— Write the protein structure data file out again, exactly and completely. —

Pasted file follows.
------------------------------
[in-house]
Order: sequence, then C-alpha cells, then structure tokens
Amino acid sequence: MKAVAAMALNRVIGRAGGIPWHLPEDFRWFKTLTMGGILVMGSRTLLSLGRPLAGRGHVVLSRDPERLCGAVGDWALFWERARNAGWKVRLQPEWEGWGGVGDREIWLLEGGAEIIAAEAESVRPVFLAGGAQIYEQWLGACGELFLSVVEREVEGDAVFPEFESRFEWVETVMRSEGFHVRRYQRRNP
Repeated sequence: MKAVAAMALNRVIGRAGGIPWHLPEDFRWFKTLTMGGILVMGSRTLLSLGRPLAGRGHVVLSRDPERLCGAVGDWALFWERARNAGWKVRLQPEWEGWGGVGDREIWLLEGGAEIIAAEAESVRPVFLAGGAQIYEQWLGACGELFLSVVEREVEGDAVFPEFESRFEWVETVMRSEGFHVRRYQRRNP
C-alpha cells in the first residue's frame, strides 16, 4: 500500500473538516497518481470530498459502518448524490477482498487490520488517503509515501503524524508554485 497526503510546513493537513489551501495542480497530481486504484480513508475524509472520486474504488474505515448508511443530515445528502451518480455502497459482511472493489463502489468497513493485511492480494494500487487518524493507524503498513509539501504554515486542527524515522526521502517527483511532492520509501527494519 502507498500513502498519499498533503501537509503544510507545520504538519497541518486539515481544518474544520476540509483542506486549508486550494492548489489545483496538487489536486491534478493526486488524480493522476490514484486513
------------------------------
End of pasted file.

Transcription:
[in-house]
Order: sequence, then C-alpha cells, then structure tokens
Amino acid sequence: MKAVAAMALNRVIGRAGGIPWHLPEDFRWFKTLTMGGILVMGSRTLLSLGRPLAGRGHVVLSRDPERLCGAVGDWALFWERARNAGWKVRLQPEWEGWGGVGDREIWLLEGGAEIIAAEAESVRPVFLAGGAQIYEQWLGACGELFLSVVEREVEGDAVFPEFESRFEWVETVMRSEGFHVRRYQRRNP
Repeated sequence: MKAVAAMALNRVIGRAGGIPWHLPEDFRWFKTLTMGGILVMGSRTLLSLGRPLAGRGHVVLSRDPERLCGAVGDWALFWERARNAGWKVRLQPEWEGWGGVGDREIWLLEGGAEIIAAEAESVRPVFLAGGAQIYEQWLGACGELFLSVVEREVEGDAVFPEFESRFEWVETVMRSEGFHVRRYQRRNP
C-alpha cells in the first residue's frame, strides 16, 4: 500500500473538516497518481470530498459502518448524490477482498487490520488517503509515501503524524508554485 497526503510546513493537513489551501495542480497530481486504484480513508475524509472520486474504488474505515448508511443530515445528502451518480455502497459482511472493489463502489468497513493485511492480494494500487487518524493507524503498513509539501504554515486542527524515522526521502517527483511532492520509501527494519 502507498500513502498519499498533503501537509503544510507545520504538519497541518486539515481544518474544520476540509483542506486549508486550494492548489489545483496538487489536486491534478493526486488524480493522476490514484486513